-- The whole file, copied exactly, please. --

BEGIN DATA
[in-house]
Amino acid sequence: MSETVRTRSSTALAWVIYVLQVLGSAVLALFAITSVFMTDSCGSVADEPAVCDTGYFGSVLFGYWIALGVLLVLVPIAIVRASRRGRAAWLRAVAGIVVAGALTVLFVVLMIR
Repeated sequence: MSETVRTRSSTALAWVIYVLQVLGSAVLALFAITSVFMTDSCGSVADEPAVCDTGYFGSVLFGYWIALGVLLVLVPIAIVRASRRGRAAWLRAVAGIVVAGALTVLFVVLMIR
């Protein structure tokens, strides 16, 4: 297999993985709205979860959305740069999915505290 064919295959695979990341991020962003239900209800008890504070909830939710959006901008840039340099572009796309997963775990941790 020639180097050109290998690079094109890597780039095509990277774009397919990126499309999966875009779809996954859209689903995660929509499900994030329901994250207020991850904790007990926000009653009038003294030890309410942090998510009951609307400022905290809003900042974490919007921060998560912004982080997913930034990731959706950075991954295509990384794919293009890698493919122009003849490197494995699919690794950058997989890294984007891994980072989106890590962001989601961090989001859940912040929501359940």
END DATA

[in-house]
Amino acid sequence: MSETVRTRSSTALAWVIYVLQVLGSAVLALFAITSVFMTDSCGSVADEPAVCDTGYFGSVLFGYWIALGVLLVLVPIAIVRASRRGRAAWLRAVAGIVVAGALTVLFVVLMIR
Repeated sequence: MSETVRTRSSTALAWVIYVLQVLGSAVLALFAITSVFMTDSCGSVADEPAVCDTGYFGSVLFGYWIALGVLLVLVPIAIVRASRRGRAAWLRAVAGIVVAGALTVLFVVLMIR
């Protein structure tokens, strides 16, 4: 297999993985709205979860959305740069999915505290 064919295959695979990341991020962003239900209800008890504070909830939710959006901008840039340099572009796309997963775990941790 020639180097050109290998690079094109890597780039095509990277774009397919990126499309999966875009779809996954859209689903995660929509499900994030329901994250207020991850904790007990926000009653009038003294030890309410942090998510009951609307400022905290809003900042974490919007921060998560912004982080997913930034990731959706950075991954295509990384794919293009890698493919122009003849490197494995699919690794950058997989890294984007891994980072989106890590962001989601961090989001859940912040929501359940």